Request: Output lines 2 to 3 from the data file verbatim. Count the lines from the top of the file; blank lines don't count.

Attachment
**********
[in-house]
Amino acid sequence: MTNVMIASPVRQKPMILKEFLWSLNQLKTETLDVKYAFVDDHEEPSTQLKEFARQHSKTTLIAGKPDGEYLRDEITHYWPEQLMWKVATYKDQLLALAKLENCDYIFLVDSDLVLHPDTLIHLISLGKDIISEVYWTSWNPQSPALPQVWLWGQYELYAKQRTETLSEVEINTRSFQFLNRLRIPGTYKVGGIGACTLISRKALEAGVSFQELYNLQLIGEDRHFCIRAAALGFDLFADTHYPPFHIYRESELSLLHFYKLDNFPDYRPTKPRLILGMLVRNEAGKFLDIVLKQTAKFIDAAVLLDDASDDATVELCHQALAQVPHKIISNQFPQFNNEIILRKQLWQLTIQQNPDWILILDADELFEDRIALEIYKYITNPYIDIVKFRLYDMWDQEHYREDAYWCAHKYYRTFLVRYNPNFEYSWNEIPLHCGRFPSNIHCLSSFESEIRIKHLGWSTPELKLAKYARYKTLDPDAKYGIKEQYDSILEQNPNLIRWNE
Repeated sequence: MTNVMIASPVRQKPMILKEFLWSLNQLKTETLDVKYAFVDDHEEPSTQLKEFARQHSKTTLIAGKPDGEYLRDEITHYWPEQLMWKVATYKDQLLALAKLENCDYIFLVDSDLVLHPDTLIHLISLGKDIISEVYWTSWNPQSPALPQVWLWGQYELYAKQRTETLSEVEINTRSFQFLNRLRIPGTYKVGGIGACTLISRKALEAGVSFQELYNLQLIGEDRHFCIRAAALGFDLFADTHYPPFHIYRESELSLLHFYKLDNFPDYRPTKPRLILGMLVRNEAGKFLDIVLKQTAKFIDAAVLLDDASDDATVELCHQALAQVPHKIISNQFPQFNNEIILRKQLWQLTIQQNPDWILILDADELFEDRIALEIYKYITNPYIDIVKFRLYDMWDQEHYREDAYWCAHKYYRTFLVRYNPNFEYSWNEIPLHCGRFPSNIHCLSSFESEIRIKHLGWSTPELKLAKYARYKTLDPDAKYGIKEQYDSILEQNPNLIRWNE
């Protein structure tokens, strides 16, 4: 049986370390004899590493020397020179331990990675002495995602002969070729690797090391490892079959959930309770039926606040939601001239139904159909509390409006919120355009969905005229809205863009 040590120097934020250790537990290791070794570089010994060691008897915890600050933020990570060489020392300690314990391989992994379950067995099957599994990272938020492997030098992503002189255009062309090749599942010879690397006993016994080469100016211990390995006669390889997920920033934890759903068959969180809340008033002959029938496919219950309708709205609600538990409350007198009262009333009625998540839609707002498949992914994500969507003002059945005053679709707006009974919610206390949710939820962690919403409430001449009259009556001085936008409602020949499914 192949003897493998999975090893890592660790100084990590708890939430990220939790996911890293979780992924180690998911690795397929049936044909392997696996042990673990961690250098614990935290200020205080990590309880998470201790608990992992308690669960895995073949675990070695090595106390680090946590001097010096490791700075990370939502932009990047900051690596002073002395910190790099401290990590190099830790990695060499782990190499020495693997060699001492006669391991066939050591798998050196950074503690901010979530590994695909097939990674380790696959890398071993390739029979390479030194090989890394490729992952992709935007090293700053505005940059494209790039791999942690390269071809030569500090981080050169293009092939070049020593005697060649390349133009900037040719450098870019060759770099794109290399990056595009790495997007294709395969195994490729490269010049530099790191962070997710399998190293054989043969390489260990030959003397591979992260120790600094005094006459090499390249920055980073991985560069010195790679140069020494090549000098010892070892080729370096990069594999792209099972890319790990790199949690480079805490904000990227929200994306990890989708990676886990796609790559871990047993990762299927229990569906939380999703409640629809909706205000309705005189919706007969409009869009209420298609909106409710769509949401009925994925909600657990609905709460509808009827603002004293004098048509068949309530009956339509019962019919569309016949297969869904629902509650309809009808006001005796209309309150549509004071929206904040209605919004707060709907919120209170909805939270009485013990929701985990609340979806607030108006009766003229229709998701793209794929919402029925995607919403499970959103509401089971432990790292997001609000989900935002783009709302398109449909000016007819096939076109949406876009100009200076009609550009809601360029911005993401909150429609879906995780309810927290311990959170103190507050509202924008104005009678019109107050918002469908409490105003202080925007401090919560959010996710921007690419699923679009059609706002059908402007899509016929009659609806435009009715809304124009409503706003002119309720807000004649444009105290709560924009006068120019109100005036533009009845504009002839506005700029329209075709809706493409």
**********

Amino acid sequence: MTNVMIASPVRQKPMILKEFLWSLNQLKTETLDVKYAFVDDHEEPSTQLKEFARQHSKTTLIAGKPDGEYLRDEITHYWPEQLMWKVATYKDQLLALAKLENCDYIFLVDSDLVLHPDTLIHLISLGKDIISEVYWTSWNPQSPALPQVWLWGQYELYAKQRTETLSEVEINTRSFQFLNRLRIPGTYKVGGIGACTLISRKALEAGVSFQELYNLQLIGEDRHFCIRAAALGFDLFADTHYPPFHIYRESELSLLHFYKLDNFPDYRPTKPRLILGMLVRNEAGKFLDIVLKQTAKFIDAAVLLDDASDDATVELCHQALAQVPHKIISNQFPQFNNEIILRKQLWQLTIQQNPDWILILDADELFEDRIALEIYKYITNPYIDIVKFRLYDMWDQEHYREDAYWCAHKYYRTFLVRYNPNFEYSWNEIPLHCGRFPSNIHCLSSFESEIRIKHLGWSTPELKLAKYARYKTLDPDAKYGIKEQYDSILEQNPNLIRWNE
Repeated sequence: MTNVMIASPVRQKPMILKEFLWSLNQLKTETLDVKYAFVDDHEEPSTQLKEFARQHSKTTLIAGKPDGEYLRDEITHYWPEQLMWKVATYKDQLLALAKLENCDYIFLVDSDLVLHPDTLIHLISLGKDIISEVYWTSWNPQSPALPQVWLWGQYELYAKQRTETLSEVEINTRSFQFLNRLRIPGTYKVGGIGACTLISRKALEAGVSFQELYNLQLIGEDRHFCIRAAALGFDLFADTHYPPFHIYRESELSLLHFYKLDNFPDYRPTKPRLILGMLVRNEAGKFLDIVLKQTAKFIDAAVLLDDASDDATVELCHQALAQVPHKIISNQFPQFNNEIILRKQLWQLTIQQNPDWILILDADELFEDRIALEIYKYITNPYIDIVKFRLYDMWDQEHYREDAYWCAHKYYRTFLVRYNPNFEYSWNEIPLHCGRFPSNIHCLSSFESEIRIKHLGWSTPELKLAKYARYKTLDPDAKYGIKEQYDSILEQNPNLIRWNE